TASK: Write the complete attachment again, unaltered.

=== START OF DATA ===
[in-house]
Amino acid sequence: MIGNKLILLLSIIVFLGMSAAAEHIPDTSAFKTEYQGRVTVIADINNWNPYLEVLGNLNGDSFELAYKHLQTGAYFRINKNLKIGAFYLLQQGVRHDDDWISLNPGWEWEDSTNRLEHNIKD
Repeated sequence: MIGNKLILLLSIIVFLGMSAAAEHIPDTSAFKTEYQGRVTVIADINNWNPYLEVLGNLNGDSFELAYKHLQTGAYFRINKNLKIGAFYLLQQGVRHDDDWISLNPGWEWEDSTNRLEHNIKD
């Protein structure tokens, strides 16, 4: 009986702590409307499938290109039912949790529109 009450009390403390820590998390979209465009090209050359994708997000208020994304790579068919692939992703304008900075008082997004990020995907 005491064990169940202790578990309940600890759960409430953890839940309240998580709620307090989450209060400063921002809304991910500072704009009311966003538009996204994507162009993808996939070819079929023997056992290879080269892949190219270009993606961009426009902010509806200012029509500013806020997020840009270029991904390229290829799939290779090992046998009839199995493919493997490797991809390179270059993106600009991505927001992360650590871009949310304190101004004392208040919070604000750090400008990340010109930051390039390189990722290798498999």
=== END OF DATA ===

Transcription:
[in-house]
Amino acid sequence: MIGNKLILLLSIIVFLGMSAAAEHIPDTSAFKTEYQGRVTVIADINNWNPYLEVLGNLNGDSFELAYKHLQTGAYFRINKNLKIGAFYLLQQGVRHDDDWISLNPGWEWEDSTNRLEHNIKD
Repeated sequence: MIGNKLILLLSIIVFLGMSAAAEHIPDTSAFKTEYQGRVTVIADINNWNPYLEVLGNLNGDSFELAYKHLQTGAYFRINKNLKIGAFYLLQQGVRHDDDWISLNPGWEWEDSTNRLEHNIKD
């Protein structure tokens, strides 16, 4: 009986702590409307499938290109039912949790529109 009450009390403390820590998390979209465009090209050359994708997000208020994304790579068919692939992703304008900075008082997004990020995907 005491064990169940202790578990309940600890759960409430953890839940309240998580709620307090989450209060400063921002809304991910500072704009009311966003538009996204994507162009993808996939070819079929023997056992290879080269892949190219270009993606961009426009902010509806200012029509500013806020997020840009270029991904390229290829799939290779090992046998009839199995493919493997490797991809390179270059993106600009991505927001992360650590871009949310304190101004004392208040919070604000750090400008990340010109930051390039390189990722290798498999």